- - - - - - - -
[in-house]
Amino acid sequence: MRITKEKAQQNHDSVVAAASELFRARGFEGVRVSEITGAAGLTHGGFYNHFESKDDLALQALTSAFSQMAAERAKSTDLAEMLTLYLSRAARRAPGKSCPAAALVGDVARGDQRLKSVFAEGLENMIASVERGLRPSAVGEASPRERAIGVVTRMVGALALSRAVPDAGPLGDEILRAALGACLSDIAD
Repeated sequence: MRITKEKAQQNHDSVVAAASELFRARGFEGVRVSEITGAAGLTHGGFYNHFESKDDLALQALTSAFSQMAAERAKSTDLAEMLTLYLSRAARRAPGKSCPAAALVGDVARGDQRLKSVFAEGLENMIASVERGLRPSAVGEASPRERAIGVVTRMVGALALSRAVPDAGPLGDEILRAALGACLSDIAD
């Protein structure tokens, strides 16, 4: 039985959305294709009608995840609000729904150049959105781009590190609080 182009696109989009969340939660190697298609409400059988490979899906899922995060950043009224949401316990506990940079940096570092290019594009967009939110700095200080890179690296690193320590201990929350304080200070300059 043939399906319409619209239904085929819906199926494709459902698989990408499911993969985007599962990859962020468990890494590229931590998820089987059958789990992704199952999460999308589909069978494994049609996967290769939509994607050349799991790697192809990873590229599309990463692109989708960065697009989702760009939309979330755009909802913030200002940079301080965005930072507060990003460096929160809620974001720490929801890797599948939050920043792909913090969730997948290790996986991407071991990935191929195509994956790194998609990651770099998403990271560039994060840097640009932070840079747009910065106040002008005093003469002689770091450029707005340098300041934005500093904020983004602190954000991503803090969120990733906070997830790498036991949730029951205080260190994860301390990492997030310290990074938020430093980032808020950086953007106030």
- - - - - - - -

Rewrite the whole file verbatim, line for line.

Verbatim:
[in-house]
Amino acid sequence: MRITKEKAQQNHDSVVAAASELFRARGFEGVRVSEITGAAGLTHGGFYNHFESKDDLALQALTSAFSQMAAERAKSTDLAEMLTLYLSRAARRAPGKSCPAAALVGDVARGDQRLKSVFAEGLENMIASVERGLRPSAVGEASPRERAIGVVTRMVGALALSRAVPDAGPLGDEILRAALGACLSDIAD
Repeated sequence: MRITKEKAQQNHDSVVAAASELFRARGFEGVRVSEITGAAGLTHGGFYNHFESKDDLALQALTSAFSQMAAERAKSTDLAEMLTLYLSRAARRAPGKSCPAAALVGDVARGDQRLKSVFAEGLENMIASVERGLRPSAVGEASPRERAIGVVTRMVGALALSRAVPDAGPLGDEILRAALGACLSDIAD
């Protein structure tokens, strides 16, 4: 039985959305294709009608995840609000729904150049959105781009590190609080 182009696109989009969340939660190697298609409400059988490979899906899922995060950043009224949401316990506990940079940096570092290019594009967009939110700095200080890179690296690193320590201990929350304080200070300059 043939399906319409619209239904085929819906199926494709459902698989990408499911993969985007599962990859962020468990890494590229931590998820089987059958789990992704199952999460999308589909069978494994049609996967290769939509994607050349799991790697192809990873590229599309990463692109989708960065697009989702760009939309979330755009909802913030200002940079301080965005930072507060990003460096929160809620974001720490929801890797599948939050920043792909913090969730997948290790996986991407071991990935191929195509994956790194998609990651770099998403990271560039994060840097640009932070840079747009910065106040002008005093003469002689770091450029707005340098300041934005500093904020983004602190954000991503803090969120990733906070997830790498036991949730029951205080260190994860301390990492997030310290990074938020430093980032808020950086953007106030």